RAISING a child can be a financial challenge – but some are probably wondering what they should spend their child tax credits on.
The child tax credit payments for October are set to hit bank accounts tomorrow, October 15, which will mark the fourth check for most families.
Those with children under the age of six are eligible for monthly installments of $300. For each child aged six to 17, families will get $250.
To qualify for the full payments, couples need to make less than $150,000 and single parents who file as heads of households need to make under $112,500.
Of course, some months might be different than others depending on your family’s needs, but below we show you some ways you can allocate your checks.
Bills and household essentials
These, unfortunately, will be a part of everyone’s monthly needs – but the tax credit payments can certainly help out.
You might need some for your child, whether that’s for clothes, food, or electronics.
Other ways you might need to allocate the money is for help paying off the mortgage or car loans if you’re struggling.
Fortunately, some major retailers have recently kicked off sales events ahead of Black Friday this month.
One that remains ongoing is Amazon’s epic deals.
Paying off debt
A great way to take advantage of child tax credit payments is using them to deal with your debt load.
Large amounts of debt can often prevent you from taking out additional loans or making other financial decisions.
Furthermore, it can impact your credit score.
Some who have thousands of dollars in debt could get significant relief from child tax credit payments.
For the tax year, families with kids under six will get $3,600 in total per child.
Families with kids aged six to 17 get $3,000 for each child.
Savings or an emergency fund
If you don’t already have any savings or an emergency fund, the child tax credits could be a great time to build this up.
The downside of saving in a traditional saving account is that it won’t see much growth.
However, if you put your money into a high-yield savings account, you’ll earn more interest.
Specifically, a high-yield account can pay 20 to 25 times more in interest rates versus a traditional savings account.
Typically, emergency funds are built to save you from a possible financial disaster in the future including losing your job, having a medical emergency, or are facing any other large expenses that your insurance might not cover.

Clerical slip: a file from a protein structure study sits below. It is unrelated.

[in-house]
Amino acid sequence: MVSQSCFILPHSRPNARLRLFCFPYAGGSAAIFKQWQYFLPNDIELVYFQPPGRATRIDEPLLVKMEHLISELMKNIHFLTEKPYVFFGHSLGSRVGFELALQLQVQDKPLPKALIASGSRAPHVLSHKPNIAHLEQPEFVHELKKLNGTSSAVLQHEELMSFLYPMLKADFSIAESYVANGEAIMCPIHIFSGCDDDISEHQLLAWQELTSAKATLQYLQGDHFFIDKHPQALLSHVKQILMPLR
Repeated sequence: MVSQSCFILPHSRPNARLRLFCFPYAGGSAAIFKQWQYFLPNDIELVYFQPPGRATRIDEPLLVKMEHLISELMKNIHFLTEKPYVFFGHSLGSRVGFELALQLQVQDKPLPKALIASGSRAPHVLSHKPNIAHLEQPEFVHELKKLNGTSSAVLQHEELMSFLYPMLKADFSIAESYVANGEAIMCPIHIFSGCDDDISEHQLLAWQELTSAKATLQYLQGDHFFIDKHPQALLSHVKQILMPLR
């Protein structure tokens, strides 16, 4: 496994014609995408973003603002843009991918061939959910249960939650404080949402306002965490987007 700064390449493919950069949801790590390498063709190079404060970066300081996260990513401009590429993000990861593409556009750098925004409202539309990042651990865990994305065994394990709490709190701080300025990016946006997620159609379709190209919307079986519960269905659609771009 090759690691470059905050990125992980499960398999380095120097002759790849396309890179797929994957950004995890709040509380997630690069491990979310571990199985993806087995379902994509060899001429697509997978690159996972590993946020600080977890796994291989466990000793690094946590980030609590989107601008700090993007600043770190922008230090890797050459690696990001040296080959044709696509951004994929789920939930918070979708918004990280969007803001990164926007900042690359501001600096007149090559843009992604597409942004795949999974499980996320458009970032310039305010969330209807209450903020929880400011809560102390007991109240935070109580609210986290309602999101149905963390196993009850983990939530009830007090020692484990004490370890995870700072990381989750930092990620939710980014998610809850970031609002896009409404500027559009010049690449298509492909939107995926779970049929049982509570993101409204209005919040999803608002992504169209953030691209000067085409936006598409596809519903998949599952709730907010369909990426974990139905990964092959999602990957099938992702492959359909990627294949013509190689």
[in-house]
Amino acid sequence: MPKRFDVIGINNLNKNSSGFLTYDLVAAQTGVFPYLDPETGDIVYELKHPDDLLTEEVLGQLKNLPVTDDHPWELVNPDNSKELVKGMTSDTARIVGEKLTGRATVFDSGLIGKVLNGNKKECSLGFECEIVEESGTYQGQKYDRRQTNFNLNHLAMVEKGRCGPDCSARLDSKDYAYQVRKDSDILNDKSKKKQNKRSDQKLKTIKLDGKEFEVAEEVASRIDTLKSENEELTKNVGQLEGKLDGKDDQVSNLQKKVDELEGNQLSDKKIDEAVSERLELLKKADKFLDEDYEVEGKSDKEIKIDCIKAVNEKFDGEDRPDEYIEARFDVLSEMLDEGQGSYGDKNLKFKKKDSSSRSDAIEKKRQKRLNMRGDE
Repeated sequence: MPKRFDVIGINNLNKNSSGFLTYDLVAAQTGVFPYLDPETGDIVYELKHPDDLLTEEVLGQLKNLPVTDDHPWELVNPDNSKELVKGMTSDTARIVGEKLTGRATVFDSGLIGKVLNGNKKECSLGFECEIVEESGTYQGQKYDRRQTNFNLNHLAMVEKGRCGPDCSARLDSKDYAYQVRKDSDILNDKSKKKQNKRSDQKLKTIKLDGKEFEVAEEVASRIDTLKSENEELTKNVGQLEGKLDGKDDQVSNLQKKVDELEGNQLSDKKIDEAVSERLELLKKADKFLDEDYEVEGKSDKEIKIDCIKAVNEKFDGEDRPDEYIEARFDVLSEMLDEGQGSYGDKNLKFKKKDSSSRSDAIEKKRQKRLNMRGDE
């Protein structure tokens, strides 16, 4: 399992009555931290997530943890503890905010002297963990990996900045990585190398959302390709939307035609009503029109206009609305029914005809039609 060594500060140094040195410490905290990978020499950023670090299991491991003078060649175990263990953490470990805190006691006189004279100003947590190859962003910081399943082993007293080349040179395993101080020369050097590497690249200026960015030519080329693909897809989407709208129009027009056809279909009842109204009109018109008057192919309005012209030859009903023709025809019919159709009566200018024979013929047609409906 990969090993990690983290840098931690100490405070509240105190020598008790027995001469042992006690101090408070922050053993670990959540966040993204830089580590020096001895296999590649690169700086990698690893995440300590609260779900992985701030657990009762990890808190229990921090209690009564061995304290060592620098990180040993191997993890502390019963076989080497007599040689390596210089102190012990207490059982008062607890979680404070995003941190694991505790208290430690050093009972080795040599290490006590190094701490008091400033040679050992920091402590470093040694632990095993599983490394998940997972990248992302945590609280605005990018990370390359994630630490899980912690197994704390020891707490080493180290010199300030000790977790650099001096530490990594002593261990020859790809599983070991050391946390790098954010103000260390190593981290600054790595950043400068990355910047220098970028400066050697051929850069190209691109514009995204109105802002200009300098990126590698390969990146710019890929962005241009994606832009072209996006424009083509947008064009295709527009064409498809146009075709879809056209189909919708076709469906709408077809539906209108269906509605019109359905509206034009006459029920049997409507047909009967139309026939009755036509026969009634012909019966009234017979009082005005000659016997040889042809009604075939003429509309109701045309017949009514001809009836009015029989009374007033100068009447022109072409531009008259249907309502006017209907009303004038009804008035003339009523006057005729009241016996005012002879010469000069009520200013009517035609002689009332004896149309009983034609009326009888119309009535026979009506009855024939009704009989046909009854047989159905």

And according to Gordon Achtermann, a Virginia-based certified financial planner, “there is zero risk of capital loss,” because funds of up to $250,000 are insured by the Federal Deposit Insurance Corp.
Investment for your kid’s future
Last but not least, if your financial situation is stable without the tax credit payments, then it might make sense to invest it for the future.
Assuming you’re saving up for your child’s college tuition or something that’s going to positively impact him or her in the future, you can try investing in a fund so it potentially grows down the line.
But keep in mind, as with any investment you’re never guaranteed to make a profit. In fact – the value of your assets can even fall if you’re not careful.
But choosing an index fund isn’t a bad way to start, as these are seen as safer bets when compared to individual stocks.
Index funds can contain holdings of stocks, bonds, commodities, as well as other assets.
The performance of an index fund depends on how well the benchmark its tracking is performing.
For instance, the S&P 500 has returned an average of 11.71% annually from 1990 to 2020, according to a calculation from investing and personal finance website MoneyChimp.
Some S&P 500 index funds include the Schwab S&P 500 Index Fund, Vanguard 500 Index Fund Admiral Shares, and the Fidelity 500 Index Fund.
Plus, we explain whether child tax credit payments will extend into next year and beyond.
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